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Report: Technology Shines Light on Human Rights Abuse

Source: Oceana
Source: Oceana

By The Maritime Executive 2019-06-14 01:12:09

Oceana has published an investigative report it says demonstrates the power of technology to shine a light on possible illegal fishing and human rights abuses at sea.

Oceana used the Global Fishing Watch mapping platform – a tool that empowers anyone in the world with an internet connection to investigate global fishing activity in near real-time, for free – to analyze the activities of vessels with histories of possible illegal, unreported and unregulated (IUU) fishing, forced labor or human trafficking.

Oceana found that certain behaviors can be associated with a higher risk of IUU fishing and human rights abuses, including:

•     AIS Avoidance: A South Korean-flagged fishing vessel, which has a known history of illegal fishing and involvement in human rights abuse cases, appeared to repeatedly stop transmitting its public tracking AIS data. Oceana detected 77 gaps in AIS transmissions by the vessel along Argentina’s waters over a nearly five-year period, including four inside its national waters. One gap lasted almost 12 days, ending when the Argentine Coast Guard captured the vessel for fishing illegally inside Argentina’s waters.

•     Extended Time at Sea: A Taiwanese-flagged fishing vessel, where an alleged victim of human trafficking died during a 2011 voyage, remained at sea for an extended period of as much as 20 months from 2015 through 2017 while fishing in the South Atlantic Ocean.

•     Port Avoidance: A refrigerated cargo vessel was previously identified by the Indonesian government for its association with human trafficking, and in 2017, conducted an illegal transshipment off the coast of Somalia. Subsequently, the vessel moved from port-to-port in an apparent effort to unload its catch and avoid sanctions after several governments shared information about IUU fishing. 

These case studies show that vessels with histories of non-compliance can exhibit potentially suspicious patterns of behavior, and Oceana says identifying these behaviors is the first step to highlight vessels that may be at a higher risk of engaging in similar activities.

The organization says human trafficking is the fastest growing transnational criminal enterprise in the world, generating $150 billion annually and enslaving an estimated 21.9 million people. Victims of forced labor are often isolated in inhumane conditions on board fishing vessels and trapped at sea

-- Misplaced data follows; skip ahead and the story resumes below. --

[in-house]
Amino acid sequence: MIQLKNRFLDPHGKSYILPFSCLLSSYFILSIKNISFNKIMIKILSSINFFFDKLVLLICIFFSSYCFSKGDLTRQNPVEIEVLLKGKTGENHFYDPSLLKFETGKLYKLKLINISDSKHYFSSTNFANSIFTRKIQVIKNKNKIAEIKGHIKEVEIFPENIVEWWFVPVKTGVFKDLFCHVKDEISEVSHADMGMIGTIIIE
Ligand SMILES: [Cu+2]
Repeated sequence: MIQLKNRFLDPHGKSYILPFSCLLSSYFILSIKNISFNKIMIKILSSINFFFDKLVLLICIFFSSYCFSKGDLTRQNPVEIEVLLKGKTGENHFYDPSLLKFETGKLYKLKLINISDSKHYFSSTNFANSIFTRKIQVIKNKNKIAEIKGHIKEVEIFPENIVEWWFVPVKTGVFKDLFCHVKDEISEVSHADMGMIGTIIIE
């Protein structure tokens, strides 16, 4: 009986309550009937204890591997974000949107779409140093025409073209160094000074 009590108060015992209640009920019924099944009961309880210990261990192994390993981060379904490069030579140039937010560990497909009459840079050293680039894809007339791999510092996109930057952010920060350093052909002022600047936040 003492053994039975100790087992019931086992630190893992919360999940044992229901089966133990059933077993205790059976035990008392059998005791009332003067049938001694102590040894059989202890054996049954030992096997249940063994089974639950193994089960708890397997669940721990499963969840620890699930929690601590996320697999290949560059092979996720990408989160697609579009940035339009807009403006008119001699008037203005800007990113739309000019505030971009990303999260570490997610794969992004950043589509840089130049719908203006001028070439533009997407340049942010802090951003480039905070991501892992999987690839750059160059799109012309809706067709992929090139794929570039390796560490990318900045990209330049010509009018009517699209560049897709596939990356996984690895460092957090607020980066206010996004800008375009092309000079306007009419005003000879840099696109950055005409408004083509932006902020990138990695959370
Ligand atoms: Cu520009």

for extended periods of time. Crew members can be subjected to a range of injustices, including physical, psychological and sexual abuse; unsanitary and unsafe working conditions; 20-hour workdays; lack of pay and even murder. 

The investigation was undertaken with Liberty Shared, which recommends that:

Financial institutions providing financial services to participants in the fishing industry should conduct more contextual due diligence, beyond just seeking to check and confirm company and individual profiles, to actually gain information on current and potential issues in the fisheries in which their client is conducting their business, both directly and further up the supply chain.

Financial institutions involved in vessel chartering, such as lease financing, or involved in vessel insurance should also be clear about the underlying activities being conducted. Free open source tools such as the Seafood Slavery Risk Tool, GFW, and others to come, will all help provide context and increased knowledge.

Financial institutions must ask their clients about their client’s current risk management policies and practices. The increasingly transparent environment in fishing is very similar to the developments in financial crimes risk environment and confirming how a client requires robustness of their counterparties is vitally important. The complexity of supply chains and the weak governance culminate in high potential risk.

It is important for financial service providers to seek all transactional mapping information available showing movement of proceeds from suspicious criminal activities, media data on perpetrators, and vessel monitoring services available, as transparency from civil society and reporting technology is increasing the standard of what is reasonable knowledge, and reasonable due diligence is making both much more onerous. It is prudent for financial institutions to not be caught unaware; though money laundering fines do not happen regularly, when they do they can be very large and cause huge loss in customer trust.

The report is available here.